With microbreweries popping up all over Texas, many have probably wondered what happens to all that spent grain. For those who are not familiar with that term, spent grain is what is left of the grain after the mash has extracted most of the sugars (carbs) and nutrients, leaving primarily protein and fiber.
Spent grain constitutes as much as 85 percent of a brewery’s total byproduct, most of which ends up in landfills. Some of the more forethinking donate it to farms for composting, a great way to recycle. The amount of spent grain that is being produced right now equates to about six million tons, which can fit into four million dump trucks.
Back in 2016, Yoni Medhin was a college student at Colorado School of Mines in Golden, Colorado, which is where he met his now business partner, Matthew Mechtly. They started out as rugby teammates. “Colorado has a huge concentration of microbreweries, and I wanted to learn how to make my own beer,” Medhin said.
Through this process, he learned about spent grain. He remembered talking to one brewer in particular who was both composting and throwing away the excess. “I asked him, ‘Isn’t it a waste?’”
What Medhin learned is that the spent grain is difficult to use because it has to be dried out within a day, or it rots. “It’s pretty volatile,” he explained. “But once you dry it, you can store it for almost three years. It doesn’t have any carbs, so the bacteria has nothing to eat. It’s almost inert. It has no nutritional value outside of the protein and fiber content.”
All of this information had Medhin’s head spinning. At the time, he was taking a class that required his group to come up with a business idea they would present before Denver-based venture capital firms and angel investors. “I brought this idea to the group, so we started by making a granola cereal out of the spent grain to see if people liked it on campus, and they loved it,” he said. “At the time, we only had the concept to take the spent grain and turn it into flour that could then be sold and used for other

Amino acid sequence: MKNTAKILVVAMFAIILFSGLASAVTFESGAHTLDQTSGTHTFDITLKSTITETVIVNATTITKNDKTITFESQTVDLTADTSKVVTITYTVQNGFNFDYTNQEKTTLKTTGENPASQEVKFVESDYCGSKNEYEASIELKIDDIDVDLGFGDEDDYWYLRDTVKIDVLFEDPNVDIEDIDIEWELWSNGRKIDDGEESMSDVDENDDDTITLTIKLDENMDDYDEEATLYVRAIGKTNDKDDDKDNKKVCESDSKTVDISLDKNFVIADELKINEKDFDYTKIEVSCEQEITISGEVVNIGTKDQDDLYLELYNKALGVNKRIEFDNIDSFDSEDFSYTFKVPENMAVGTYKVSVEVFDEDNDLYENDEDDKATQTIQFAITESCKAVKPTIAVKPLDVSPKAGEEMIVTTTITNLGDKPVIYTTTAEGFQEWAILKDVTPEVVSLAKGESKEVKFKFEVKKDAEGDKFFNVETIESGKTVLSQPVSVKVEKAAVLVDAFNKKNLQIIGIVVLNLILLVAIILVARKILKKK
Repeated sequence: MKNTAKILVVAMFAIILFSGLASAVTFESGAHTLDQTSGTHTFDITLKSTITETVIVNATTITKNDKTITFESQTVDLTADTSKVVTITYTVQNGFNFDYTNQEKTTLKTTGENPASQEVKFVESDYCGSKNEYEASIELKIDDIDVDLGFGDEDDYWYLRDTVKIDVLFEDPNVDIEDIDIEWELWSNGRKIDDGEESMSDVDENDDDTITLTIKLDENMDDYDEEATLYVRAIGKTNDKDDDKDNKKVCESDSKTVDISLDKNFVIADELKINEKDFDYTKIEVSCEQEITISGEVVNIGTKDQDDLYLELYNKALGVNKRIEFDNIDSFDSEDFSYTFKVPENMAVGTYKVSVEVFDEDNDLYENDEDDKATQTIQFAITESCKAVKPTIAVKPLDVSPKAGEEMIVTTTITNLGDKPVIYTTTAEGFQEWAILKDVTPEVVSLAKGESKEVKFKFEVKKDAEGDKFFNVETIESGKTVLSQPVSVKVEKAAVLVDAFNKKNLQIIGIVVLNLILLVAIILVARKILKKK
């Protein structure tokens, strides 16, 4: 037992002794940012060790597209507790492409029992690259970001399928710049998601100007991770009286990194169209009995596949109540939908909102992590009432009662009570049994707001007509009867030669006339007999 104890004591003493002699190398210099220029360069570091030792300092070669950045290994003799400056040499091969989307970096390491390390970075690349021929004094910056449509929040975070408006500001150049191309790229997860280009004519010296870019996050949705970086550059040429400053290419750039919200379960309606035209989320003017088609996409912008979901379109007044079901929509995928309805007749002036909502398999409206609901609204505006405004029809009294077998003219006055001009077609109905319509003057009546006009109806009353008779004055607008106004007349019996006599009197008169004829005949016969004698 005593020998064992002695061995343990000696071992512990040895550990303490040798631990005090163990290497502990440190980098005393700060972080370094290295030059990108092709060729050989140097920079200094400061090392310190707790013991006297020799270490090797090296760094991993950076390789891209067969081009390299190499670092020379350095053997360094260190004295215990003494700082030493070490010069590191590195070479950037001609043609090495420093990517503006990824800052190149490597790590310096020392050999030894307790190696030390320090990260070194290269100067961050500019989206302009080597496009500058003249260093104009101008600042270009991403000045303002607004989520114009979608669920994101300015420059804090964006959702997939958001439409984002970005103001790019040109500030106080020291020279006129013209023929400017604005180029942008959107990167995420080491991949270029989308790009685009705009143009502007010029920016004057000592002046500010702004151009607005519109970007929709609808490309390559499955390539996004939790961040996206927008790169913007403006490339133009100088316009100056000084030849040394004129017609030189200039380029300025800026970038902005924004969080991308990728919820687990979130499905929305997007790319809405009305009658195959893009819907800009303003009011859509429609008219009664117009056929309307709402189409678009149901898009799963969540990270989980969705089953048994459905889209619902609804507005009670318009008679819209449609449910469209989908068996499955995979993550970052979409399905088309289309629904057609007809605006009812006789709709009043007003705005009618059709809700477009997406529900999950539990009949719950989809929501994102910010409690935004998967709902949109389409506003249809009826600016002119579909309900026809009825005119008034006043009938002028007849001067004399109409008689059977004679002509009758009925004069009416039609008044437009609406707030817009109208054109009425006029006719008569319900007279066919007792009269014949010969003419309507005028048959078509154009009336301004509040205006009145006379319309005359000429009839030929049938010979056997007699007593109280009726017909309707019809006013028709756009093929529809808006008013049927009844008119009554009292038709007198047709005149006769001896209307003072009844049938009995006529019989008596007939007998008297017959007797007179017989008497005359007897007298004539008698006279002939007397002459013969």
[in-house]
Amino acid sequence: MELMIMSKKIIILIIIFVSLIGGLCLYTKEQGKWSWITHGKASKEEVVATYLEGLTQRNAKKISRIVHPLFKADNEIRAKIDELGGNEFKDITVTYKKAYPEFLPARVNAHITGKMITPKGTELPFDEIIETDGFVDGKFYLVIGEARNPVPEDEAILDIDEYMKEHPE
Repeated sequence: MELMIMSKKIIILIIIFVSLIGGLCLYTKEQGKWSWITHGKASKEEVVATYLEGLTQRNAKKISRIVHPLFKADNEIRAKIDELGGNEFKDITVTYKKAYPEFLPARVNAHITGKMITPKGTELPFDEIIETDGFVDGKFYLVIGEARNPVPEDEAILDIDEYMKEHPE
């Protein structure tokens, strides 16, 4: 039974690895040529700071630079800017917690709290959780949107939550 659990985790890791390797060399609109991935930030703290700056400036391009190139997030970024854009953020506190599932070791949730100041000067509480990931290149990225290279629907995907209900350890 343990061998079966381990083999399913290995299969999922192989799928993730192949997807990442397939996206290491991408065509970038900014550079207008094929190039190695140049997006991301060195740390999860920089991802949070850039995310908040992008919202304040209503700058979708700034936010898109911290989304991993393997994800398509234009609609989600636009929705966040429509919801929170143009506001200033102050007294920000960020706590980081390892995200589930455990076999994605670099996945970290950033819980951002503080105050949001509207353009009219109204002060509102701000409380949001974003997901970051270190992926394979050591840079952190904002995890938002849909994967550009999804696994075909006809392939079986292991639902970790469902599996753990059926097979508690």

After the presentation, one of the angel investors approached Medhin and said he wanted to invest $50,000 into his idea, but Medhin declined. “I already had a job lined up,” he said. “The offer wasn’t as good as what I’d make as an engineer. But that stuck in my head over the next year that this guy really believed in me, and I didn’t even have a completed product yet. It was still just a concept.”
His new engineering company sent him to North Dakota. “I hated it,” he said. “So in that dissatisfaction, I recalled that the guy believed in us. It was pretty validating.”
Next, the engineering company moved Medhin to Houston to work at headquarters, which afforded him freedom to explore, and explore he did. “During the week I would go to lunch at all the breweries and ask them what they did with the spent grain,” Medhin explained. “Most were going to farmers or to landfills, which they had to pay for.”
He took home some of the spent grain and decided to address his biggest hurdle: how to dry the grain. At first, he laid it out on oven sheets to dry for seven hours. He was also researching, trying to understand drying technology from a different perspective.
Fortunately, he was able to reconnect with Mechtly, who was already living and working in Houston, also as an engineer. Some might say kismet brought these two rugby teammates back together.